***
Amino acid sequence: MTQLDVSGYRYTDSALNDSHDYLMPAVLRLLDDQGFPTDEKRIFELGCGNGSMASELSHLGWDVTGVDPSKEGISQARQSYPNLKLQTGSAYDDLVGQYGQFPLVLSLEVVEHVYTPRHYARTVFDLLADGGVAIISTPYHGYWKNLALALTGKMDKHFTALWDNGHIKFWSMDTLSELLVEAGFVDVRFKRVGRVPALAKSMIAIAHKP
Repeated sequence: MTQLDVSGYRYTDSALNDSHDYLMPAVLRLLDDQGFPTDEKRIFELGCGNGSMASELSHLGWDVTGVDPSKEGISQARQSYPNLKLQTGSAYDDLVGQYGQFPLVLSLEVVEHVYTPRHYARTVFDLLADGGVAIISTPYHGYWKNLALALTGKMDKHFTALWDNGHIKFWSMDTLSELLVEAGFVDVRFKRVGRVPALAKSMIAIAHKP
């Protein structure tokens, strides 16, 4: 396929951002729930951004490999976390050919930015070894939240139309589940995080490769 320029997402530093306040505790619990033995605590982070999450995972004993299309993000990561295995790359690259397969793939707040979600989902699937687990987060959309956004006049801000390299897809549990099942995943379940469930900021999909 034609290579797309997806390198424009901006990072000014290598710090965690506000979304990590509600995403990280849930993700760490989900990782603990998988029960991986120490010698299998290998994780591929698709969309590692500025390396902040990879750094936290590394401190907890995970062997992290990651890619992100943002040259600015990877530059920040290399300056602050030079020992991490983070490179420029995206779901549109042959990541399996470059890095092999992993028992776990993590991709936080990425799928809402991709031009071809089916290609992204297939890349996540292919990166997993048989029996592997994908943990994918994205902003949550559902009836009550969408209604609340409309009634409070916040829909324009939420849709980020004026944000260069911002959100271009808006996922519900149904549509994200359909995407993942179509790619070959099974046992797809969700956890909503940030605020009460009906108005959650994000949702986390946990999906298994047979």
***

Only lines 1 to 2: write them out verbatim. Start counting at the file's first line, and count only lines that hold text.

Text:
Amino acid sequence: MTQLDVSGYRYTDSALNDSHDYLMPAVLRLLDDQGFPTDEKRIFELGCGNGSMASELSHLGWDVTGVDPSKEGISQARQSYPNLKLQTGSAYDDLVGQYGQFPLVLSLEVVEHVYTPRHYARTVFDLLADGGVAIISTPYHGYWKNLALALTGKMDKHFTALWDNGHIKFWSMDTLSELLVEAGFVDVRFKRVGRVPALAKSMIAIAHKP
Repeated sequence: MTQLDVSGYRYTDSALNDSHDYLMPAVLRLLDDQGFPTDEKRIFELGCGNGSMASELSHLGWDVTGVDPSKEGISQARQSYPNLKLQTGSAYDDLVGQYGQFPLVLSLEVVEHVYTPRHYARTVFDLLADGGVAIISTPYHGYWKNLALALTGKMDKHFTALWDNGHIKFWSMDTLSELLVEAGFVDVRFKRVGRVPALAKSMIAIAHKP